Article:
The iconic 1950s family of the breadwinner father going off to work and caregiving mother taking care of the homefront, has been described by economists as the most efficient family structure. Everyone has a distinct job to do in their “separate spheres” of public and private life. And in the 1950s, the majority of children were being raised in such “typical” families.

We all know that’s not true anymore. But perhaps what we haven’t fully understood yet is that today, there is no one “typical” family. The breadwinner-homemaker family, the norm since the dawn of the Industrial Revolution in the 19th century, is being replaced by a new norm of diversity.

“There hasn’t been the collapse of one dominant family structure and the rise of another. It’s really a fanning out into all kinds of family structures,” said Philip Cohen, a sociologist at the University of Maryland. “Different is the new normal.”

In a report for the Council on Contemporary Families being released today, Cohen notes that in the 1950s, 65 percent of all children under 15 were being raised in traditional breadwinner-homemaker families. Today, only 22 percent are.

Many people assume dual-income families are now the predominant family structure, Cohen said. And while the greatest percentage of young children do live in such families, they make up just 34 percent of all young children, not even close to a majority.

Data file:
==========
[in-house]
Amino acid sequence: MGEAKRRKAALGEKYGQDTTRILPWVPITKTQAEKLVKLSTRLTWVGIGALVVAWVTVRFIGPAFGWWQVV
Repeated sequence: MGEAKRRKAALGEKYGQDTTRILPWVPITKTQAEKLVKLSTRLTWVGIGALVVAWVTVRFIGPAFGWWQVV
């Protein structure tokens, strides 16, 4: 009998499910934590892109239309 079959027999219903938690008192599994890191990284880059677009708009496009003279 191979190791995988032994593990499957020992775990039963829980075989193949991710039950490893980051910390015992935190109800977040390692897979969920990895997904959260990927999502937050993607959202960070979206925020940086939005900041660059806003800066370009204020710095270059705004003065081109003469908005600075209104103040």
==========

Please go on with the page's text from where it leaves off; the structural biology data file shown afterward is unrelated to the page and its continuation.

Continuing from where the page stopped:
And the rest of the kids?

  • 23 percent are being raised by a single mother, only half of whom have ever been married.
  • 7 percent live with a parent who cohabits with an unmarried partner. A category so rare in the 1960s, Cohen notes, that the U.S. Census Bureau didn’t even consider counting it.
  • 3 percent live with a single father.
  • 3 percent live with grandparents, but no parents.

As children return to school this month, Cohen said that they come from so many distinct family arrangements that we can no longer assume they share the same experiences and have the same needs.

How we got here is a combination of a changing economy, rising education, job opportunities and independence of women, a decline in gender discrimination and a rise since the 1960s of the welfare state, Cohen said, which made it possible for people to have more choices in work and family life.

“The big story, really, is the decline of marriage,” Cohen said. “That’s what’s really changed.” From the 1950s to 2010, married couple families dropped from two-thirds of all households to 45 percent, less than half.

Most troubling, Cohen said, is the rapid rise in single parenthood, which is associated with higher levels of poverty. A separate study of 11 wealthy countries found that in other countries, poverty rates for unmarried mothers barely differ from married couples. The gap was largest in the United States.

And yet, despite the diversity now of U .S. families, most of the laws and policies that affect families’ work and life have not changed. U.S. tax policy, the Social Security system, laws governing work hours, all still favor married breadwinner-homemaker families.

“People may be disappointed that we don’t have more stable, long-term tradition marriages, but people have to understand that, inside that model, was a lot of suffering, heartache and exploitation,” Cohen said, referring to Betty Friedan’s chronicling of the silent dissatisfaction of many 1950s housewives. “And truthfully, we don’t know what the ‘right’ level of marriage is for people to be happy. Likewise with divorce. Everyone acts like divorce is bad news. But if there were no divorces, it would mean that no one took a risk. Or changed. What’s the ‘right’ level of divorce? We don’t know.”

Just like today, with so many family structures, he said, it’s impossible to say any longer, which one is not only normal, but ‘right.’